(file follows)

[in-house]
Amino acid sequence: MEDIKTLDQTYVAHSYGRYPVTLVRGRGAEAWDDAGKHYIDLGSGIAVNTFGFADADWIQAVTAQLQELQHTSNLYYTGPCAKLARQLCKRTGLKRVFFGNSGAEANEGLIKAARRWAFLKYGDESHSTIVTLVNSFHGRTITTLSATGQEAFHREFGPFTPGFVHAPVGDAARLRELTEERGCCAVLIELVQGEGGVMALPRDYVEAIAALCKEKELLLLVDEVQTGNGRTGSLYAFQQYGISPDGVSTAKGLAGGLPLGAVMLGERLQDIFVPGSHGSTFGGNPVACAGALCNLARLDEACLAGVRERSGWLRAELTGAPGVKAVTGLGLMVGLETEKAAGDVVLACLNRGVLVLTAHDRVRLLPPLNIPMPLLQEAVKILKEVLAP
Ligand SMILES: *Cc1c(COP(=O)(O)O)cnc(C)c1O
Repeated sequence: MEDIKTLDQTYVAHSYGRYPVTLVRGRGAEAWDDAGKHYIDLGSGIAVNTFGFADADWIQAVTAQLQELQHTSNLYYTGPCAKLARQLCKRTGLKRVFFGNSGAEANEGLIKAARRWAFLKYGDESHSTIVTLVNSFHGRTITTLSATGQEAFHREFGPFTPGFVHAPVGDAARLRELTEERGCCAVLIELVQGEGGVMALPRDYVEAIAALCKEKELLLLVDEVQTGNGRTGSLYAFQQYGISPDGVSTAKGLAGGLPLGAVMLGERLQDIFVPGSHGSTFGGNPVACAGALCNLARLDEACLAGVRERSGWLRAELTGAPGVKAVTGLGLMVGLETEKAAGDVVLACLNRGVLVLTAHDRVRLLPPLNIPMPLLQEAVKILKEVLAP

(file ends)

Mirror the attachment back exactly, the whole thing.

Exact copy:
[in-house]
Amino acid sequence: MEDIKTLDQTYVAHSYGRYPVTLVRGRGAEAWDDAGKHYIDLGSGIAVNTFGFADADWIQAVTAQLQELQHTSNLYYTGPCAKLARQLCKRTGLKRVFFGNSGAEANEGLIKAARRWAFLKYGDESHSTIVTLVNSFHGRTITTLSATGQEAFHREFGPFTPGFVHAPVGDAARLRELTEERGCCAVLIELVQGEGGVMALPRDYVEAIAALCKEKELLLLVDEVQTGNGRTGSLYAFQQYGISPDGVSTAKGLAGGLPLGAVMLGERLQDIFVPGSHGSTFGGNPVACAGALCNLARLDEACLAGVRERSGWLRAELTGAPGVKAVTGLGLMVGLETEKAAGDVVLACLNRGVLVLTAHDRVRLLPPLNIPMPLLQEAVKILKEVLAP
Ligand SMILES: *Cc1c(COP(=O)(O)O)cnc(C)c1O
Repeated sequence: MEDIKTLDQTYVAHSYGRYPVTLVRGRGAEAWDDAGKHYIDLGSGIAVNTFGFADADWIQAVTAQLQELQHTSNLYYTGPCAKLARQLCKRTGLKRVFFGNSGAEANEGLIKAARRWAFLKYGDESHSTIVTLVNSFHGRTITTLSATGQEAFHREFGPFTPGFVHAPVGDAARLRELTEERGCCAVLIELVQGEGGVMALPRDYVEAIAALCKEKELLLLVDEVQTGNGRTGSLYAFQQYGISPDGVSTAKGLAGGLPLGAVMLGERLQDIFVPGSHGSTFGGNPVACAGALCNLARLDEACLAGVRERSGWLRAELTGAPGVKAVTGLGLMVGLETEKAAGDVVLACLNRGVLVLTAHDRVRLLPPLNIPMPLLQEAVKILKEVLAP